Appropriateness. Your business needs to be buying enough paid search clicks, and facing certain key challenges with the lack of available automation, to make it even worthwhile to use some of the sophisticated third-party tools out there. Very sophisticated tools that make frequent bid changes, and do other Stupid Non-Human Tricks, may only be suitable for 1-5% of the market: typically, high volume, low-margin retailers in fast-moving markets. Even with more appropriate and less expensive tools, sometimes the cost and learning curve may outweigh the benefit if your spend is small. The classic target market for many of these tools is an agency that manages multiple accounts. But some vendors in the space are targeting a large number of small to midsized businesses. I’m not sure that’s going to work out.
Trust, independence, and privacy policies. In this space, I tend to favor pure software plays over those that are tethered to the service operations of an agency. From the agency’s standpoint, automated tools can be a powerful selling point, and a powerful barrier to switching. From your standpoint, though: if you’re an agency, it’s inevitable that using or recommending one of these tools is going to offer a competing agency the chance to poach your clients, or at the very least study their behavior. If you’re the client, you may find that there is a fear factor in discontinuing your contract with the agency that promotes its own automation tools, so you’re overly dependent on the agency.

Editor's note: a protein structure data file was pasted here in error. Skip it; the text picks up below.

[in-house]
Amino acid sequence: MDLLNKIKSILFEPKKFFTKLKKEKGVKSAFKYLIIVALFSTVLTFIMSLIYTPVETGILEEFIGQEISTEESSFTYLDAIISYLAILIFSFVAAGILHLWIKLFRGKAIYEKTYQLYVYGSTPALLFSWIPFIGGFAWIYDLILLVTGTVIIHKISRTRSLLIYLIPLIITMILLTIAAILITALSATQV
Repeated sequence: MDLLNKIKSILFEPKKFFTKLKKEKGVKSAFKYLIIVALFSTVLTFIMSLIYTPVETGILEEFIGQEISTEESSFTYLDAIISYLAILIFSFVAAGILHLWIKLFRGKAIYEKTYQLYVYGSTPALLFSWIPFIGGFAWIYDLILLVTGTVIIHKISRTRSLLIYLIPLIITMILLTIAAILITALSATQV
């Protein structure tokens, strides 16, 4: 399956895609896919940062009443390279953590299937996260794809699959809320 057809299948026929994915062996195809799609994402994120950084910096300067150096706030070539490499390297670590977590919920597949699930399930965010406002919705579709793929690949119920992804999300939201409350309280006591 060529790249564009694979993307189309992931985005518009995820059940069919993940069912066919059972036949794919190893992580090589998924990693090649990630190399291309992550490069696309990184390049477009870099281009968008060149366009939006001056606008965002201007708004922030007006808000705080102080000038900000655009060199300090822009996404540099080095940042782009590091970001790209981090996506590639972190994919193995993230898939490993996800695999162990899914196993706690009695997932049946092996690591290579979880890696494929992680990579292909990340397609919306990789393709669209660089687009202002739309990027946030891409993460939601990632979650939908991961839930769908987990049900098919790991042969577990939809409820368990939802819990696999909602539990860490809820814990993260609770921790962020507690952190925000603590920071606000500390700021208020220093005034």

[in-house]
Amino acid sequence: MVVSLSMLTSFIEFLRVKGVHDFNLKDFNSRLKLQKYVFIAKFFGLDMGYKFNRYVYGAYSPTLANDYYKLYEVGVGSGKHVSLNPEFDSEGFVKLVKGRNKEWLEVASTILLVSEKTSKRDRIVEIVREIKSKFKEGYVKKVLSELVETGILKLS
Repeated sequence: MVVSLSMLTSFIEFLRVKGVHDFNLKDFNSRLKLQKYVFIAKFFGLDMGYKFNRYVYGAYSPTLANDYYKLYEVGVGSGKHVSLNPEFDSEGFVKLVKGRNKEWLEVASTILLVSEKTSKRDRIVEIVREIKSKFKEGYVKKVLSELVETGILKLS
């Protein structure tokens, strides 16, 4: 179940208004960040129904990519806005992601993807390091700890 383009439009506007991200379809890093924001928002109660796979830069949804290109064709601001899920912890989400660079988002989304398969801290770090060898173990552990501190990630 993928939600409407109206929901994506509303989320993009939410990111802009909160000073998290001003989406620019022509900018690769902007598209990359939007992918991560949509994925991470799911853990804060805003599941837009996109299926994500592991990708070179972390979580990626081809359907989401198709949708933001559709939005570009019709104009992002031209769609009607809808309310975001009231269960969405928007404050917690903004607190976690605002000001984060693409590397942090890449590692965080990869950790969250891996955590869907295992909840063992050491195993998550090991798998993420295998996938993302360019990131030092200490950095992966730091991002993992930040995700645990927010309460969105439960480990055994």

The flip side to that concern: a well-integrated service and solution offering can be the best of both worlds, providing a smooth and convenient process. Independence is an issue in general. Few of these vendors are built to last. Acquisitions are not always disruptive, but if the acquirer is a big search engine company, then this may defeat the purpose of using a third-party, independent tool. There’s no question that in using paid search automation you’re handing your back end business data over to yet another vendor. In this regard, the general as well as personal characteristics of vendors are important. If the vendor has a track record of respecting privacy policies, and not seeming “snoopy,” that’s good.